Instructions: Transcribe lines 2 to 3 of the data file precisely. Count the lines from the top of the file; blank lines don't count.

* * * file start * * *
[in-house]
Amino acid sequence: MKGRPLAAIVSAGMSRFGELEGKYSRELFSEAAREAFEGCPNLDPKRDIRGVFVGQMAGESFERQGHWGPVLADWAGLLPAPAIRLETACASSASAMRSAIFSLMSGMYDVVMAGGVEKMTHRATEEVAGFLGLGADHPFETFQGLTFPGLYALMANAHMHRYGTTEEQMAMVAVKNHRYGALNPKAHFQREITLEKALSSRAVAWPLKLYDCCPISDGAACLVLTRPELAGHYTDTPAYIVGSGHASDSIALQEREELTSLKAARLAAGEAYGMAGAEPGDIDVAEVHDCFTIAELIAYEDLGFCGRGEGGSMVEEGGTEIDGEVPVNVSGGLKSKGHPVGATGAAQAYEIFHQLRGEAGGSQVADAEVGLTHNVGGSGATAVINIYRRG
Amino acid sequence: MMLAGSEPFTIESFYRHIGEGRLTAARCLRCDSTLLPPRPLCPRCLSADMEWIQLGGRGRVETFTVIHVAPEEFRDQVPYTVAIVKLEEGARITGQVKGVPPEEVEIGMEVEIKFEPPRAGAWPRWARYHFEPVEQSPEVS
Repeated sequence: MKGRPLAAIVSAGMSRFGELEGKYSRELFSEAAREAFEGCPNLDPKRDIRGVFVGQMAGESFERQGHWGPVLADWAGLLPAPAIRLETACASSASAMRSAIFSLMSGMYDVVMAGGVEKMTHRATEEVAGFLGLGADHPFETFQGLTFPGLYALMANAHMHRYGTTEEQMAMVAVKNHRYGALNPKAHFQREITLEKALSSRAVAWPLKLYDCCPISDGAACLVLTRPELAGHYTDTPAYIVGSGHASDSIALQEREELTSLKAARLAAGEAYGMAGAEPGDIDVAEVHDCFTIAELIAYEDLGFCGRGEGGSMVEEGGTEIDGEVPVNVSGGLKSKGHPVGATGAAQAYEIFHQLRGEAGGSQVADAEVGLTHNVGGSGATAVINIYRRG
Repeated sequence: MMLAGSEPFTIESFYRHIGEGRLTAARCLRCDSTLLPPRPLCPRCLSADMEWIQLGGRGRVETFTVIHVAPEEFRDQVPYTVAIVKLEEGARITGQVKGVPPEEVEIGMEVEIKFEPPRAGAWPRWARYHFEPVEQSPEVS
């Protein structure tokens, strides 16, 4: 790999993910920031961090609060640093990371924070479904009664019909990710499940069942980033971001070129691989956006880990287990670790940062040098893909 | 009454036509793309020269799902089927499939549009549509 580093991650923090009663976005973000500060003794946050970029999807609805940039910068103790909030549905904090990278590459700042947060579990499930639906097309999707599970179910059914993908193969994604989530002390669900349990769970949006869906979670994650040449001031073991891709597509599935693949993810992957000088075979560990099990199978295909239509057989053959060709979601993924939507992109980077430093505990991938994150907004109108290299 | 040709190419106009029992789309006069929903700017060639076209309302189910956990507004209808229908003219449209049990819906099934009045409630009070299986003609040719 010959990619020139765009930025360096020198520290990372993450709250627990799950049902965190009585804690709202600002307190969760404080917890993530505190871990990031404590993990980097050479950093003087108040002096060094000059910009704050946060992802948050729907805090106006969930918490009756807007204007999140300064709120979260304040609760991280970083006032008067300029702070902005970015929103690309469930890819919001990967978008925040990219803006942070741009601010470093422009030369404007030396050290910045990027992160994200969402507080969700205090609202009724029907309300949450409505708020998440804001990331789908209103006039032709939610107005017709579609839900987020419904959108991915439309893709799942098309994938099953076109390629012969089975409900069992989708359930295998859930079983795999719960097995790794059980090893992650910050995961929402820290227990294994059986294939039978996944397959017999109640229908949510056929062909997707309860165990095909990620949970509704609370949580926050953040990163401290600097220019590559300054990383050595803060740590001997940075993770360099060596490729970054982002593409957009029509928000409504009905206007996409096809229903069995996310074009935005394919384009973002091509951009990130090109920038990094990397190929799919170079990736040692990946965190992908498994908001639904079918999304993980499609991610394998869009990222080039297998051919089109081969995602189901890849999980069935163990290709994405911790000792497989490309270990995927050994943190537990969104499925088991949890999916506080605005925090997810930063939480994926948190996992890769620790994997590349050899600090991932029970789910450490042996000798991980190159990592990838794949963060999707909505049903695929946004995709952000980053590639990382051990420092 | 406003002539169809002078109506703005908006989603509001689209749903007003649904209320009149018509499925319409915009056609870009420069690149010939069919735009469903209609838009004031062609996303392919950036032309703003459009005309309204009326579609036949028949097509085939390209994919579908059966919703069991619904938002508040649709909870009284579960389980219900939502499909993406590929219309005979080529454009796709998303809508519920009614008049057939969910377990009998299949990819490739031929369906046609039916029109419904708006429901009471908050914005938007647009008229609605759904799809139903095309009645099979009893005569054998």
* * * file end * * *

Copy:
Amino acid sequence: MKGRPLAAIVSAGMSRFGELEGKYSRELFSEAAREAFEGCPNLDPKRDIRGVFVGQMAGESFERQGHWGPVLADWAGLLPAPAIRLETACASSASAMRSAIFSLMSGMYDVVMAGGVEKMTHRATEEVAGFLGLGADHPFETFQGLTFPGLYALMANAHMHRYGTTEEQMAMVAVKNHRYGALNPKAHFQREITLEKALSSRAVAWPLKLYDCCPISDGAACLVLTRPELAGHYTDTPAYIVGSGHASDSIALQEREELTSLKAARLAAGEAYGMAGAEPGDIDVAEVHDCFTIAELIAYEDLGFCGRGEGGSMVEEGGTEIDGEVPVNVSGGLKSKGHPVGATGAAQAYEIFHQLRGEAGGSQVADAEVGLTHNVGGSGATAVINIYRRG
Amino acid sequence: MMLAGSEPFTIESFYRHIGEGRLTAARCLRCDSTLLPPRPLCPRCLSADMEWIQLGGRGRVETFTVIHVAPEEFRDQVPYTVAIVKLEEGARITGQVKGVPPEEVEIGMEVEIKFEPPRAGAWPRWARYHFEPVEQSPEVS